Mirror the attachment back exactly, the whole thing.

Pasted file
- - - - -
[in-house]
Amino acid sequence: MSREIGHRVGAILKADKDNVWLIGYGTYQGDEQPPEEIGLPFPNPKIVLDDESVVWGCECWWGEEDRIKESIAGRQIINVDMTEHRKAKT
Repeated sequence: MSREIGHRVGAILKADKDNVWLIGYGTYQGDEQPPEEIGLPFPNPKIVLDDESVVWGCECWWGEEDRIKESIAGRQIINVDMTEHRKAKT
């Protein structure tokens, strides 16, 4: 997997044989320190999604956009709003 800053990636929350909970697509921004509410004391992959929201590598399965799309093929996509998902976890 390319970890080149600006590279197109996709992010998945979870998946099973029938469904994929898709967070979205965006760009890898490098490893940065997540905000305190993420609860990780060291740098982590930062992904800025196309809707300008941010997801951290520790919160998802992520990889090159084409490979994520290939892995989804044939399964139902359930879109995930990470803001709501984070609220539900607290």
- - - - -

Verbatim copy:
[in-house]
Amino acid sequence: MSREIGHRVGAILKADKDNVWLIGYGTYQGDEQPPEEIGLPFPNPKIVLDDESVVWGCECWWGEEDRIKESIAGRQIINVDMTEHRKAKT
Repeated sequence: MSREIGHRVGAILKADKDNVWLIGYGTYQGDEQPPEEIGLPFPNPKIVLDDESVVWGCECWWGEEDRIKESIAGRQIINVDMTEHRKAKT
């Protein structure tokens, strides 16, 4: 997997044989320190999604956009709003 800053990636929350909970697509921004509410004391992959929201590598399965799309093929996509998902976890 390319970890080149600006590279197109996709992010998945979870998946099973029938469904994929898709967070979205965006760009890898490098490893940065997540905000305190993420609860990780060291740098982590930062992904800025196309809707300008941010997801951290520790919160998802992520990889090159084409490979994520290939892995989804044939399964139902359930879109995930990470803001709501984070609220539900607290």